On January 14, 2021, the SEC issued an Order Determining Whistleblower Award Claims (the “Order”). The Order grants “Claimant 1” a $600,000 award while completely denying any award to “Claimant 2.” The heavily-redacted Order makes it impossible to determine what Covered Action and monetary sanction triggered the claims for a Whistleblower Award. You can quickly tell when reading the Order, however, that things are not going to go well for Claimant 2 when the commission notes early on in the Order that:
“Enforcement staff responsible for the Covered Action confirmed that they did not receive any information from Claimant 2, nor did they have any communications with Claimant 2, before or during the investigation.”
Claimant 2’s theory, we learn, is that his tip did not have to be communicated directly to the Enforcement Staff responsible for the Covered Action. It turns out that Claimant 2 provided information about a company to Enforcement Staff in an entirely different regional office. An investigation was commenced and Enforcement Staff was unable to substantiate Claimant 2’s claims. The investigation was closed without commencement of an enforcement action. The Commission pointedly defines the redacted company as the (“Unrelated Company”) and the investigation as the (“Unrelated Investigation”).
To qualify for an award under Section 21F of the Securities Exchange Act of 1934 (“Exchange Act”), a whistleblower must voluntarily provide the Commission with original information that leads to the successful enforcement of a covered action. See Exchange Act Section 21F(b)(1), 15 U.S.C. § 78u-6(b)(1).6. Alternatively, if an investigation is already underway a Whistleblower can be eligible for an award where their information “significantly contributed to the success of the action.” Exchange Act Rule 21F-4(c)(2).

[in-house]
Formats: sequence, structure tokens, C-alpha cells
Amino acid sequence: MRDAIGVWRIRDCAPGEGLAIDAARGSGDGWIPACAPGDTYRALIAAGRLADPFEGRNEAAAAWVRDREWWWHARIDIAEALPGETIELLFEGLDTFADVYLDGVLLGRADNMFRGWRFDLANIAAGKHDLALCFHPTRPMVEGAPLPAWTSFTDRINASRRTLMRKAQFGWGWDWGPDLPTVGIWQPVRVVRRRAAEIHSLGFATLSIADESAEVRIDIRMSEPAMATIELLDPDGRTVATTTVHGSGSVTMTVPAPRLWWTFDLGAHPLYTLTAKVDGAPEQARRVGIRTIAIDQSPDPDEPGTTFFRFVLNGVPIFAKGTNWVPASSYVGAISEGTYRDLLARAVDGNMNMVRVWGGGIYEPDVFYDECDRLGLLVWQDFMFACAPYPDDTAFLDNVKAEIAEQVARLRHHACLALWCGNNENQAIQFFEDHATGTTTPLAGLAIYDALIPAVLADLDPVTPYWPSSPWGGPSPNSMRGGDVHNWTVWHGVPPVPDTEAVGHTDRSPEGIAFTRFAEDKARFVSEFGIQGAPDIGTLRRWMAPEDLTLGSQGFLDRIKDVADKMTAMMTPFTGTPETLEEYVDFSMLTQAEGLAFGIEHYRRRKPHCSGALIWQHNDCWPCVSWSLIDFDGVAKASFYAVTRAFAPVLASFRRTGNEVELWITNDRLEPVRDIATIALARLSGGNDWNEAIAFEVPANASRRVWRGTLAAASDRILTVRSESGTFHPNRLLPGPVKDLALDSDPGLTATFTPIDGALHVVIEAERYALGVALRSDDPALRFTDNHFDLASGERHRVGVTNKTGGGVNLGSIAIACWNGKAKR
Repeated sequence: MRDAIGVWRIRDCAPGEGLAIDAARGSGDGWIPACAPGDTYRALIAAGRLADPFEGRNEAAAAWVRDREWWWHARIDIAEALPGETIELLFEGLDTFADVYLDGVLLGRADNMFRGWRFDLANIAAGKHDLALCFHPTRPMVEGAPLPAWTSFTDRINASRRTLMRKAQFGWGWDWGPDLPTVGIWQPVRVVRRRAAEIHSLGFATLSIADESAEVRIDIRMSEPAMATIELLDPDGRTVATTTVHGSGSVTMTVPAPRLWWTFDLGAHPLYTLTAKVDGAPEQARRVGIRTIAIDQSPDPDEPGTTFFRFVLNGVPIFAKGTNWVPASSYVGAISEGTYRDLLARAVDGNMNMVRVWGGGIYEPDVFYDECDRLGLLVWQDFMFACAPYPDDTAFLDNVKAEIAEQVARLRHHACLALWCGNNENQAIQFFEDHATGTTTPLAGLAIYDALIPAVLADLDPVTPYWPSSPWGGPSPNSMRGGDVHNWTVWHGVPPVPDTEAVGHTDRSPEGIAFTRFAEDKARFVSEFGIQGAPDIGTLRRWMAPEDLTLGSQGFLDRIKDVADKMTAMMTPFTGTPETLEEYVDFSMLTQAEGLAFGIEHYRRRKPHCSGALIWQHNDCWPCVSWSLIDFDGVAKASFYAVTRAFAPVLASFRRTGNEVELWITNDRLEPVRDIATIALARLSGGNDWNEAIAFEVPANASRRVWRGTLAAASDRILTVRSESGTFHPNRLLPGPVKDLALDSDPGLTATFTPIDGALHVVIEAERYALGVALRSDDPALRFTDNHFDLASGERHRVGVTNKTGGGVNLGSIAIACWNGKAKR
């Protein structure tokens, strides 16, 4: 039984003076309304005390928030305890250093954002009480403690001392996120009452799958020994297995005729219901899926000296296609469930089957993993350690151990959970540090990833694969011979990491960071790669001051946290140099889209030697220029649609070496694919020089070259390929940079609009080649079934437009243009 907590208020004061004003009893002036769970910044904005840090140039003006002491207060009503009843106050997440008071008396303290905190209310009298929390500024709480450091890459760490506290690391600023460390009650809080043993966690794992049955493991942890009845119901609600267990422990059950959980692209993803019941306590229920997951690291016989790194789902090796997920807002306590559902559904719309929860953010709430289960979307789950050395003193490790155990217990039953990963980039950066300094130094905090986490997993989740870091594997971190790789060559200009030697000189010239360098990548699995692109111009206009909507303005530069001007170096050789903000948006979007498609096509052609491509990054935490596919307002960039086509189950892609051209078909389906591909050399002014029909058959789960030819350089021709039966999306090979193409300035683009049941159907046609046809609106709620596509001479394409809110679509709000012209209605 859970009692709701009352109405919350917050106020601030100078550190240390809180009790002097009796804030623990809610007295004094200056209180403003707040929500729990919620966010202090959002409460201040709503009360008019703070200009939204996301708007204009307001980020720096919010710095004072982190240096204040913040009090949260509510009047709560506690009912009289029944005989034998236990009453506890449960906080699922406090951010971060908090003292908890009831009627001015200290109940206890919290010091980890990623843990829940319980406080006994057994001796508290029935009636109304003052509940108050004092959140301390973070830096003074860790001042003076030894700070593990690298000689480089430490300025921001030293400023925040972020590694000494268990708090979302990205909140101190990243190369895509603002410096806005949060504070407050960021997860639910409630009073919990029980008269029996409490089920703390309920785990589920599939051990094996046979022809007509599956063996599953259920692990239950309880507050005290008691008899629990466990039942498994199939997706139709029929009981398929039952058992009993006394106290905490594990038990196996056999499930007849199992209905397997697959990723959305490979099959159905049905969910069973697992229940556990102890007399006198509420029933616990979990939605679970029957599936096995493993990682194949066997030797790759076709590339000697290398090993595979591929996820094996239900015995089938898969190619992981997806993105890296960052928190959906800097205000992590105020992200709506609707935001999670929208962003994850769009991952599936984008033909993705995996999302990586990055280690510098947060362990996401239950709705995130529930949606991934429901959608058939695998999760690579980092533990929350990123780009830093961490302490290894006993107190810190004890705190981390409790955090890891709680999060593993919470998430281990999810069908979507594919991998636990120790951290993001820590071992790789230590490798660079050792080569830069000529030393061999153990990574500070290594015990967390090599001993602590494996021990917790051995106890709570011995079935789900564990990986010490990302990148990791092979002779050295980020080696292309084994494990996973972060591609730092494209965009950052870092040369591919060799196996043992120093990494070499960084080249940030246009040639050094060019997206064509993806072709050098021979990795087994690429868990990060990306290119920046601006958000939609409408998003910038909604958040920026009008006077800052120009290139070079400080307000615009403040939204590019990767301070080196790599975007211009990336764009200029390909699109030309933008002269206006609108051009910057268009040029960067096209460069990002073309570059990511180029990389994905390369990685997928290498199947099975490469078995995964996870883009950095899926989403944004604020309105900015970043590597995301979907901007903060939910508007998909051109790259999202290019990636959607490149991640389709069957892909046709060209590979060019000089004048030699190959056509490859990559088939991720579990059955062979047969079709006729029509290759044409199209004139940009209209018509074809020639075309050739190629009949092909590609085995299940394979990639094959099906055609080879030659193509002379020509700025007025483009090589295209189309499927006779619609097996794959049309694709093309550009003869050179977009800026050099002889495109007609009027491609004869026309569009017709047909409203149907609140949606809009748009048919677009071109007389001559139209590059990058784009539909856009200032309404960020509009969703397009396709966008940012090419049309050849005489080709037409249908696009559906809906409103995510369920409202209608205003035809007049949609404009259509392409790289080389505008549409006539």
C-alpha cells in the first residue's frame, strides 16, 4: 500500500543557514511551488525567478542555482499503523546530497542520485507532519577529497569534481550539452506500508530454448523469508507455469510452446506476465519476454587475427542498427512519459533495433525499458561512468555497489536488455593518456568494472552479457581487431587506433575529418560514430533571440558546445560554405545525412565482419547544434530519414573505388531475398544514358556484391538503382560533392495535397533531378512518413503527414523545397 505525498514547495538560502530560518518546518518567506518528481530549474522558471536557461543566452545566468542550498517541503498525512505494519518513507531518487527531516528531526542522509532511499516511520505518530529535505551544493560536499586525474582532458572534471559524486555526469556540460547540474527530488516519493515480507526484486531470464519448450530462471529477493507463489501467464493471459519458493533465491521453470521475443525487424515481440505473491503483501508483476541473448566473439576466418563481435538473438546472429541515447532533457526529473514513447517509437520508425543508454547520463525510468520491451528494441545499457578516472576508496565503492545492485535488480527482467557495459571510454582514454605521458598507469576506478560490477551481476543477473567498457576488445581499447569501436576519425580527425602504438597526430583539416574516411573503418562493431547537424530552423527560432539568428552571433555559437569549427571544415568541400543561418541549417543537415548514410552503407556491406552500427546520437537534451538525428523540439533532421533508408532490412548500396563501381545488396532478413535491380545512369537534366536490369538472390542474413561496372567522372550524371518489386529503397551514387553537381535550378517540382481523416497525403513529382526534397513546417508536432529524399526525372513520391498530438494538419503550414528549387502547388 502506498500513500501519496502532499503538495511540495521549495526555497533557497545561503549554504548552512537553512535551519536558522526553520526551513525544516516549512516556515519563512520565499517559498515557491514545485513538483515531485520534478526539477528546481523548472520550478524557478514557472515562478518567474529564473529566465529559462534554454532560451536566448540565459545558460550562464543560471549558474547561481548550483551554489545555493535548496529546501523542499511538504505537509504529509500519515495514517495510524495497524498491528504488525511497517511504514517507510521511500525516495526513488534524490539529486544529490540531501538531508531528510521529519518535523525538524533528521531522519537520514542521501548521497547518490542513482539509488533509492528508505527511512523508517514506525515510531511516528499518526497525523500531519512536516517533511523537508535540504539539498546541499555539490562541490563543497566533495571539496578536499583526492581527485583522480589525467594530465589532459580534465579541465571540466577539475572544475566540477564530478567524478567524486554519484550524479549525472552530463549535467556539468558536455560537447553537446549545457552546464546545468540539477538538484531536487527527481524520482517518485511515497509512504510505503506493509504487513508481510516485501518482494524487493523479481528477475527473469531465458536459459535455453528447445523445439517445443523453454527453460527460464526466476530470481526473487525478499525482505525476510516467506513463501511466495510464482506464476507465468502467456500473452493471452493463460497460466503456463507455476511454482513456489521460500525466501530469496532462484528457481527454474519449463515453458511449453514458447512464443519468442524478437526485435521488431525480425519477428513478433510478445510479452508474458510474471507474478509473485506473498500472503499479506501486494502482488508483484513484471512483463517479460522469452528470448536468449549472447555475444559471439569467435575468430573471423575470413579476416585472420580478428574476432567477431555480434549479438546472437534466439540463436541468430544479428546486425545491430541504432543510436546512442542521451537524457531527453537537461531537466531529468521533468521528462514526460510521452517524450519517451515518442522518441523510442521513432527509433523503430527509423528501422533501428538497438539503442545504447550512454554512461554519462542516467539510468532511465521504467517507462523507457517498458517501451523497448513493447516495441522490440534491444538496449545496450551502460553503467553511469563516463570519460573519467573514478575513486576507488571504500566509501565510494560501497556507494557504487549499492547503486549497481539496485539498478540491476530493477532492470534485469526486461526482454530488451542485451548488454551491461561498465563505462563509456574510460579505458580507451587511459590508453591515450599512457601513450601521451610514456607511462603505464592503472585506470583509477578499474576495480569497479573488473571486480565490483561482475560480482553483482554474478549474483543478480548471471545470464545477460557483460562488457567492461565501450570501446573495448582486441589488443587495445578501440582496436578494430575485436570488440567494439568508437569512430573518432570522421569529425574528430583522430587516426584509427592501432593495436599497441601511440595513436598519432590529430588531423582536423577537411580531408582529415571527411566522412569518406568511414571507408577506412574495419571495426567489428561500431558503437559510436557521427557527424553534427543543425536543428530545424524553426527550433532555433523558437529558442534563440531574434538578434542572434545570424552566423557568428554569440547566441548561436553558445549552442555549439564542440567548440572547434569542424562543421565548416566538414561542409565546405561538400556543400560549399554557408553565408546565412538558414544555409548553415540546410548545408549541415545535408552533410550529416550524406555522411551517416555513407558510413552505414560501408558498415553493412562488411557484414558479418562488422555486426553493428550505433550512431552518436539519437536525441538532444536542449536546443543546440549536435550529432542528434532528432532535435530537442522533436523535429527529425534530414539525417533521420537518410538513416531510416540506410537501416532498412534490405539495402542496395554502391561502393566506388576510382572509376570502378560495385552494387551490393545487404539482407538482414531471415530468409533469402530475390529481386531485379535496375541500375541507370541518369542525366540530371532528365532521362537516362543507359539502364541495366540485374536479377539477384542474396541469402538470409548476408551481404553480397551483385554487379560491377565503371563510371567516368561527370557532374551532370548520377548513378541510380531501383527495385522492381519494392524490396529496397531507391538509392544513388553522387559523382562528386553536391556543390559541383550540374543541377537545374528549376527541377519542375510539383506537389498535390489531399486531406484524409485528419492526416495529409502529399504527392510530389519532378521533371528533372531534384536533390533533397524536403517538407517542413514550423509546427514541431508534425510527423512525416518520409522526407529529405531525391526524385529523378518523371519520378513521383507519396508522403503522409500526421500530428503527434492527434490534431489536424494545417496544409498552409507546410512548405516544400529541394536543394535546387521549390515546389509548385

It the took the Commission little effort to deny a Whistleblower Award to a claimant who provided a tip about an entirely different company and a different investigation that never led to an enforcement action. As the Commission succinctly concluded.
That Claimant 2 made allegations with respect to the Unrelated Company does not mean that Claimant 2 is then eligible for every future enforcement action involving similar securities laws violations.
Herskovits PLLC has an active whistleblower practice and is one of a small number of law firm that have recovered a whistleblower bounty from the SEC. Feel free to call at 212-897-5410 for a consultation.